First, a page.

Objective: To examine whether neighborhood-level socioeconomic status is an independent risk factor for health risk behaviors.
Methods: Data from the Third National Health and Nutrition Examination Survey were linked with census tracts from the 1990 US Census. Outcome variables included biomarkers for smoking and high dietary fat intake, and self-reported excessive alcohol consumption and physical inactivity.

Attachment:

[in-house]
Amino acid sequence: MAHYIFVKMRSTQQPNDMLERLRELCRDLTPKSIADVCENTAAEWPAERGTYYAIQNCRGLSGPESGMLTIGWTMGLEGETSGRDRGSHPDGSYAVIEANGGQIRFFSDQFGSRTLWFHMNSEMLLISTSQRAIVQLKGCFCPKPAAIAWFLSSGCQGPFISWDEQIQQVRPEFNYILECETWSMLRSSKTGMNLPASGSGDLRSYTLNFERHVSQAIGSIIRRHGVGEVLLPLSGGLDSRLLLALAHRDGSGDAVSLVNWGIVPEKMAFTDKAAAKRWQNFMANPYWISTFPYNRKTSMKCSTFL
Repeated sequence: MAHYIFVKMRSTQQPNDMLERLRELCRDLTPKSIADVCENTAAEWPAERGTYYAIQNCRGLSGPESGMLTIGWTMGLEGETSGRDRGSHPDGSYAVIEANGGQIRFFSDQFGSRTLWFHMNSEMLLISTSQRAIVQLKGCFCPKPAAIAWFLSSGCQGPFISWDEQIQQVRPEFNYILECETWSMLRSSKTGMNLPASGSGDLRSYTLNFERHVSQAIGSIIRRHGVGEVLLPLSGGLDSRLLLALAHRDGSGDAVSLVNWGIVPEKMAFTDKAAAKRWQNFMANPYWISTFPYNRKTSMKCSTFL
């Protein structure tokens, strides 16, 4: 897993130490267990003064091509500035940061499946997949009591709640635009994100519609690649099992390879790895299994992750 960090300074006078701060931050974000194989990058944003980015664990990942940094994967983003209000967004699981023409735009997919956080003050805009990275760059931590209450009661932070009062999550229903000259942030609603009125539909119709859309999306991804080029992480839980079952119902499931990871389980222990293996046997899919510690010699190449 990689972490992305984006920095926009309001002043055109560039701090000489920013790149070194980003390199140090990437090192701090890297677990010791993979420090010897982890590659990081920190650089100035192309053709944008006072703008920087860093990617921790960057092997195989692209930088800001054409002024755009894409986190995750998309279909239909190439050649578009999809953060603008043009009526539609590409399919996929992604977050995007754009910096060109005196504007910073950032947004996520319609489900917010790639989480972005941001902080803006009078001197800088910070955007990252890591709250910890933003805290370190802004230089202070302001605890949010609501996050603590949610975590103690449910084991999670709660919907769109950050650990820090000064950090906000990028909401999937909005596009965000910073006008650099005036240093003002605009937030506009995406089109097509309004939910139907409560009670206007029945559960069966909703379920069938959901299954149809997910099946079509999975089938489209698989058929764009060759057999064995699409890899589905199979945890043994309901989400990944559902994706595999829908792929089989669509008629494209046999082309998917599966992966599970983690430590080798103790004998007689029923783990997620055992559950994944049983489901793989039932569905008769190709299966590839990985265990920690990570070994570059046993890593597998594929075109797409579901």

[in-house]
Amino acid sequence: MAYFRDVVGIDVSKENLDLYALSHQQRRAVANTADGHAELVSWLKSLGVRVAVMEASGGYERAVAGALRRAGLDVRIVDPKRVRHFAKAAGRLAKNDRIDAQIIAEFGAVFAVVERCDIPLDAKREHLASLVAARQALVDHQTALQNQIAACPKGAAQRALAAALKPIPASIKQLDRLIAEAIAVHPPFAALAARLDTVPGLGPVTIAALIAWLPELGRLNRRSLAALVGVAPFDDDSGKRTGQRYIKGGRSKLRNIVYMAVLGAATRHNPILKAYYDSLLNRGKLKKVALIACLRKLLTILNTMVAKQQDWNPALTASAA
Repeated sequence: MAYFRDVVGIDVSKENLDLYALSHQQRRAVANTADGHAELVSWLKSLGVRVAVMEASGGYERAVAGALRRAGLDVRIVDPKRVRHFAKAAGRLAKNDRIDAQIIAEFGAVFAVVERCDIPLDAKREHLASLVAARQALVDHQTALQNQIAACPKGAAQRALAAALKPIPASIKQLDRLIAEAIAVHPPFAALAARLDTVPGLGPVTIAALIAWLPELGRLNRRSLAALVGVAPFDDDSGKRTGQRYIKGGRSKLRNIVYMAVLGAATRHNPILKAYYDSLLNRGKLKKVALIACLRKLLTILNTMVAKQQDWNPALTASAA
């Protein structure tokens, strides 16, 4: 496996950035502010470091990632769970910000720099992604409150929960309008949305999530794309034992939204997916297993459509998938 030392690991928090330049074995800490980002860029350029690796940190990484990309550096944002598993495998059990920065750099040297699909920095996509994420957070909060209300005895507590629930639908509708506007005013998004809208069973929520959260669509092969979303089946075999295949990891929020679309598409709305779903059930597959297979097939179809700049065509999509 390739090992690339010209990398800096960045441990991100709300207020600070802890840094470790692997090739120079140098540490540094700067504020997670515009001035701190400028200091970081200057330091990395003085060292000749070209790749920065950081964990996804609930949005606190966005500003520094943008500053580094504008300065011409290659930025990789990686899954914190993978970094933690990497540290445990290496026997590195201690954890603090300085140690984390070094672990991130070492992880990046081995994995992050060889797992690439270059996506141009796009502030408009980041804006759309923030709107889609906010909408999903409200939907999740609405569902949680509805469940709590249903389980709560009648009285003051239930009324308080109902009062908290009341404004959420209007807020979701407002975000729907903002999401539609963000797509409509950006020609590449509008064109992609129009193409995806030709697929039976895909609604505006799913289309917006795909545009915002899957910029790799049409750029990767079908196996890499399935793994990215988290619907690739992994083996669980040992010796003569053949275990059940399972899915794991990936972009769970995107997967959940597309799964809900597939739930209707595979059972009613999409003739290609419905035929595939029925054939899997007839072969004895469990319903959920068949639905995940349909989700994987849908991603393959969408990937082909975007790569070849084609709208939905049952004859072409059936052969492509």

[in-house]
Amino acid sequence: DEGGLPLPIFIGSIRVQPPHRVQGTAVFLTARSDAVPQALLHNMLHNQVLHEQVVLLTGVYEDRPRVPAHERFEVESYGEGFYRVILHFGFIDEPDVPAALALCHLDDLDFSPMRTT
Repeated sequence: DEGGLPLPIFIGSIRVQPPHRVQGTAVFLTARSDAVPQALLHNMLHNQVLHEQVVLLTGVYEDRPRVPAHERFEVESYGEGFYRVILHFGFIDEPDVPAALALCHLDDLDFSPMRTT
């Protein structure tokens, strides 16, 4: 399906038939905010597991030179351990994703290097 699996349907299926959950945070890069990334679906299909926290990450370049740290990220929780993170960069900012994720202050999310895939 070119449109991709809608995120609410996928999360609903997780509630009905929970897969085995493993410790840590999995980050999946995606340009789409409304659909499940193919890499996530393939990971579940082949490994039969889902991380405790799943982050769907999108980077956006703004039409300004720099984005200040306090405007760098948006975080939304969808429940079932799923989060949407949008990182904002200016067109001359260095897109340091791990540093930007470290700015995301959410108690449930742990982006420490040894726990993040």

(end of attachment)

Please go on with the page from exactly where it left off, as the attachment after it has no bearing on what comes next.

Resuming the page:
Results: Multivariate logistic regression showed an association between high levels of neighborhood deprivation and increased odds of health risk behaviors independent of sociodemographic factors, BMI, and comorbidities.
Conclusion: Living in highly deprived neighborhoods is associated with risky health behaviors.